A year ago, when I saw Obama speak on the Durham campus of the University of New Hampshire, he did not sound the way he does now. Yes, his signs read HOPE and CHANGE, but off the cuff he spoke like a pragmatist, answering questions with references to commissions and Senate floor-vote procedures. It was not what the audience — screaming, sign-waving Millennials and hopeful anti-war Baby Boomers — wanted to hear. They fell silent for long stretches.
Obama is a fast learner. Today, his every sentence, his cadence and rhythm, are perfectly attuned to his audience. He radiates hope, optimism, and idealism. But it did not come naturally to him. And why would it? He is one of my own: the cynical, pessimistic, ironic, pragmatic slackers sometimes known as Gen-X.
Barack Obama, born in 1961, is six years my elder and the first potential president from my generation. When I graduated from Tufts in 1989, he was two T stops away, studying at Harvard Law School.
We are the kids outside the Boomers — squeezed between the self-indulgent post-war demographic bulge and their pampered offspring, the Millennials. We were born, roughly speaking, between 1960 and 1973. Our parents date to the Great Depression and World War II — mine were children of the ’30s; Obama’s mother, who raised him, was born in 1942.
Lost in the shadow of that multitudinous sea of Boomers, my generation long ago turned away from the public sphere built by and for our predecessors.
Strange for us, then, to see our first successful leader embody hope, change, optimism, idealism, and belief. On the campaign trail, Obama seems to reject every attitude that my friends and I ever adopted. But I’ve come to believe that Obama is more like the rest of our generation than he looks.
What he has done, perhaps, is discover a sneaky way to get Boomers and Millennials — whose votes decide elections — to put their faith in a Gen-Xer.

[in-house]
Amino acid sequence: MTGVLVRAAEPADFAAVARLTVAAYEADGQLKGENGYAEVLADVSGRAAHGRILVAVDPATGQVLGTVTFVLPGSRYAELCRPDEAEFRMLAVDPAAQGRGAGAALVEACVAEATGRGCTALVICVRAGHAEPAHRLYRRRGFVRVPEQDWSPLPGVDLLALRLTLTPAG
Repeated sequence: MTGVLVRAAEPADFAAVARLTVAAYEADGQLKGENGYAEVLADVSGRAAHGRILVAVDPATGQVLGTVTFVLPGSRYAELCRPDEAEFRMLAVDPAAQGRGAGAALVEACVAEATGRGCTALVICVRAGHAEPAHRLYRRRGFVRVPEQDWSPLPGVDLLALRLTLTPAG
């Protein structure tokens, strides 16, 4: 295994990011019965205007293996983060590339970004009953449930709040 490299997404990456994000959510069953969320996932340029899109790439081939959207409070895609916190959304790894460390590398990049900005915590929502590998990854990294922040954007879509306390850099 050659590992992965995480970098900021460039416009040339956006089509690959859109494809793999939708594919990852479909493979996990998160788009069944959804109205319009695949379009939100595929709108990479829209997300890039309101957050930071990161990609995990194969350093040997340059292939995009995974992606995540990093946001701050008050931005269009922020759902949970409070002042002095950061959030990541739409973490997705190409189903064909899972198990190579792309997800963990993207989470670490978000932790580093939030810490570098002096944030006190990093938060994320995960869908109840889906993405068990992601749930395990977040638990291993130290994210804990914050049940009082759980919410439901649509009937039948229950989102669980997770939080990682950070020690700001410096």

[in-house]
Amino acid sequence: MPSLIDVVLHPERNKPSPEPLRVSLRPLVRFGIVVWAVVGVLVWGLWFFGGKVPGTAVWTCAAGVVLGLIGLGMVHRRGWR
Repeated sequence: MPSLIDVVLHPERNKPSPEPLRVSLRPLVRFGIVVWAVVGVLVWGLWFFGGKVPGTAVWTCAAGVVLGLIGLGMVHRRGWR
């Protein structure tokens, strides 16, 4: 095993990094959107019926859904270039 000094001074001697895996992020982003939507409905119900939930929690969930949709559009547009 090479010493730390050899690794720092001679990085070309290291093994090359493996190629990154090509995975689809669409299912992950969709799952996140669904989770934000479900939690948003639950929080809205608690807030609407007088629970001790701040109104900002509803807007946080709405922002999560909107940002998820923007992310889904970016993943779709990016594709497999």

Like once-moderate Mitt Romney adopting the rhetoric of social conservatives, Obama is going where the votes are. But when you look closely, I think you’ll find he’s really a Gen-Xer at heart.
Pessimistic, but happy
This presidential election was shaping up as one in which the Millennials — who, some estimate, already double my generation in voting strength — would tip an election among prospective candidates who defined themselves 40 years ago. In 1968, Hillary Clinton shifted from Republican to activist Democrat by joining Eugene McCarthy’s presidential campaign; John McCain entered solitary confinement in Hanoi’s Hoa Loa Prison; Ralph Nader organized young lawyers into “Nader’s Raiders”; and Michael Bloomberg took his Harvard MBA to Wall Street.
Obama, who was in a first-grade classroom in Jakarta in 1968, has crashed that party by offering Boomer and Millennial rhetoric, while avoiding their baggage.
Consider the words that define Obama’s campaign: “change” and “hope.” Baby Boomers are all about change: they see themselves as the agents of change, shaping the world to their liking — and then, when they reproduced, to the benefit of their children. Those Millennial kids have thus learned to expect and welcome change as something that constantly improves their lives. To them, change is a hopeful quantity.
My generation, however, views change differently: as inevitable, unpredictable, uncontrollable, and very often negative. Many of our parents — pre-Boomers already raising families during the Summer of Love — were bewildered, if not outright resentful, of the social changes happening around them. Even more obvious were the economic changes that shut down the industries that employed many of them. They could hardly prepare us, their children, for the constantly changing new world.
Everything we ever planned or prepared for was obsolete by the time we were ready. I can well remember sitting in my dorm room, pecking out papers about Soviet political systems on my electric typewriter; both the tool and the topic would be obsolete by the time I finished school. In 1989 alone, the Berlin Wall came down, the Cold War ended, Ayatollah Khomeini died, and apartheid’s hold on South Africa was broken.
Closer to home, the Greed Is Good ’80s already had run aground when the stock market collapsed in 1987. That and the crack epidemic were turning American cities into scary, gang-ruled dystopias. We knew global warming was on its way — and that the Exxon Valdez was spewing oil into the North Pacific. Even sex had become a risky confrontation with the plague of AIDS.
So needless to say, optimism is an Obama trait that my generation doesn’t generally share. A 2006 New Politics Institute study found that, among my age group, “only fairly small minorities of them believe that they will have fulfilling careers, good jobs, be financially well off, and able to afford homes, health care, and retire comfortably.”
This is not to say we are unhappy. My friends and I are pessimistic, but, in my experience, generally more content than those younger and older than us. Perhaps our pessimism has freed us.